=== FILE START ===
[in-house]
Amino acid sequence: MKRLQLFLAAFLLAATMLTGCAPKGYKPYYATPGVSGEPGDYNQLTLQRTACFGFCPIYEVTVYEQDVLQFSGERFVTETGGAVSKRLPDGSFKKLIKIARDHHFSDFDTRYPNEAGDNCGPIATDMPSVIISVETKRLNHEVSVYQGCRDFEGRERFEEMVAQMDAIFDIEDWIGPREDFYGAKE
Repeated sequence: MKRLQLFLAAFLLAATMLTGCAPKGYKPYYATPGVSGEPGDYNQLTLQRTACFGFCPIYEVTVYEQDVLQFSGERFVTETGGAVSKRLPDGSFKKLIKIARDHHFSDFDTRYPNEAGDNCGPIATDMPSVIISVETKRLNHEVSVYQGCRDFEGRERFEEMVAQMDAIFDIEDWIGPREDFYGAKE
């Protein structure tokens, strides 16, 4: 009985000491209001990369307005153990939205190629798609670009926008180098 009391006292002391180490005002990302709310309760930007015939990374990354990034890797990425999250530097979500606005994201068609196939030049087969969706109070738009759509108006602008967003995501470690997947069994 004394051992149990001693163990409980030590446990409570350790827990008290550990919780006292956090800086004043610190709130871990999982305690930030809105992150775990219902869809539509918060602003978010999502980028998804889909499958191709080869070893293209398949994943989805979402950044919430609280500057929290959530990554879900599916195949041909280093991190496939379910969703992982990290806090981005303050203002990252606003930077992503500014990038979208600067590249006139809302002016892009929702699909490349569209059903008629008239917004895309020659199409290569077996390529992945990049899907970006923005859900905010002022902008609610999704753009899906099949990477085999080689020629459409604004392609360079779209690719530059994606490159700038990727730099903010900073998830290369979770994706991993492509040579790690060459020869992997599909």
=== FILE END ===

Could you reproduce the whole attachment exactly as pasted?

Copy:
[in-house]
Amino acid sequence: MKRLQLFLAAFLLAATMLTGCAPKGYKPYYATPGVSGEPGDYNQLTLQRTACFGFCPIYEVTVYEQDVLQFSGERFVTETGGAVSKRLPDGSFKKLIKIARDHHFSDFDTRYPNEAGDNCGPIATDMPSVIISVETKRLNHEVSVYQGCRDFEGRERFEEMVAQMDAIFDIEDWIGPREDFYGAKE
Repeated sequence: MKRLQLFLAAFLLAATMLTGCAPKGYKPYYATPGVSGEPGDYNQLTLQRTACFGFCPIYEVTVYEQDVLQFSGERFVTETGGAVSKRLPDGSFKKLIKIARDHHFSDFDTRYPNEAGDNCGPIATDMPSVIISVETKRLNHEVSVYQGCRDFEGRERFEEMVAQMDAIFDIEDWIGPREDFYGAKE
């Protein structure tokens, strides 16, 4: 009985000491209001990369307005153990939205190629798609670009926008180098 009391006292002391180490005002990302709310309760930007015939990374990354990034890797990425999250530097979500606005994201068609196939030049087969969706109070738009759509108006602008967003995501470690997947069994 004394051992149990001693163990409980030590446990409570350790827990008290550990919780006292956090800086004043610190709130871990999982305690930030809105992150775990219902869809539509918060602003978010999502980028998804889909499958191709080869070893293209398949994943989805979402950044919430609280500057929290959530990554879900599916195949041909280093991190496939379910969703992982990290806090981005303050203002990252606003930077992503500014990038979208600067590249006139809302002016892009929702699909490349569209059903008629008239917004895309020659199409290569077996390529992945990049899907970006923005859900905010002022902008609610999704753009899906099949990477085999080689020629459409604004392609360079779209690719530059994606490159700038990727730099903010900073998830290369979770994706991993492509040579790690060459020869992997599909």